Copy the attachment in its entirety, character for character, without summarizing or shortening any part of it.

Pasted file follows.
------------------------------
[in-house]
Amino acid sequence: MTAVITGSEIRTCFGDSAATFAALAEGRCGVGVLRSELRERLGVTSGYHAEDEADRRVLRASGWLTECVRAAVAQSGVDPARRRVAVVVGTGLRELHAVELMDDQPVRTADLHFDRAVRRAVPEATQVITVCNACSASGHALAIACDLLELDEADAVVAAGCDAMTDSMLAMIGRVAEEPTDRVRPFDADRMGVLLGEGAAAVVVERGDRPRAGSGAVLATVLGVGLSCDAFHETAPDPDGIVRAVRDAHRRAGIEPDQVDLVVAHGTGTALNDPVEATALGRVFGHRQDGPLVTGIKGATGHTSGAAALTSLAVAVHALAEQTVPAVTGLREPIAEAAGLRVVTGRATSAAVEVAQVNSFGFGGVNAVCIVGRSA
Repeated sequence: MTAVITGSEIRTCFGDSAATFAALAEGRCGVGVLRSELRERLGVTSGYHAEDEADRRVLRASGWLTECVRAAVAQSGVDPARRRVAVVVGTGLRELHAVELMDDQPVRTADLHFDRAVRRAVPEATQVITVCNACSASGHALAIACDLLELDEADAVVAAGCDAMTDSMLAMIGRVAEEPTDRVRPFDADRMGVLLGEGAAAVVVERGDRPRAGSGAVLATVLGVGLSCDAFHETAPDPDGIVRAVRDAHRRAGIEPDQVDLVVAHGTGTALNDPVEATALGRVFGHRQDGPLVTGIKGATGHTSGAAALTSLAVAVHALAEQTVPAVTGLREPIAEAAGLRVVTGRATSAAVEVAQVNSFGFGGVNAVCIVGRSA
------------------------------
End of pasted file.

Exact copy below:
[in-house]
Amino acid sequence: MTAVITGSEIRTCFGDSAATFAALAEGRCGVGVLRSELRERLGVTSGYHAEDEADRRVLRASGWLTECVRAAVAQSGVDPARRRVAVVVGTGLRELHAVELMDDQPVRTADLHFDRAVRRAVPEATQVITVCNACSASGHALAIACDLLELDEADAVVAAGCDAMTDSMLAMIGRVAEEPTDRVRPFDADRMGVLLGEGAAAVVVERGDRPRAGSGAVLATVLGVGLSCDAFHETAPDPDGIVRAVRDAHRRAGIEPDQVDLVVAHGTGTALNDPVEATALGRVFGHRQDGPLVTGIKGATGHTSGAAALTSLAVAVHALAEQTVPAVTGLREPIAEAAGLRVVTGRATSAAVEVAQVNSFGFGGVNAVCIVGRSA
Repeated sequence: MTAVITGSEIRTCFGDSAATFAALAEGRCGVGVLRSELRERLGVTSGYHAEDEADRRVLRASGWLTECVRAAVAQSGVDPARRRVAVVVGTGLRELHAVELMDDQPVRTADLHFDRAVRRAVPEATQVITVCNACSASGHALAIACDLLELDEADAVVAAGCDAMTDSMLAMIGRVAEEPTDRVRPFDADRMGVLLGEGAAAVVVERGDRPRAGSGAVLATVLGVGLSCDAFHETAPDPDGIVRAVRDAHRRAGIEPDQVDLVVAHGTGTALNDPVEATALGRVFGHRQDGPLVTGIKGATGHTSGAAALTSLAVAVHALAEQTVPAVTGLREPIAEAAGLRVVTGRATSAAVEVAQVNSFGFGGVNAVCIVGRSA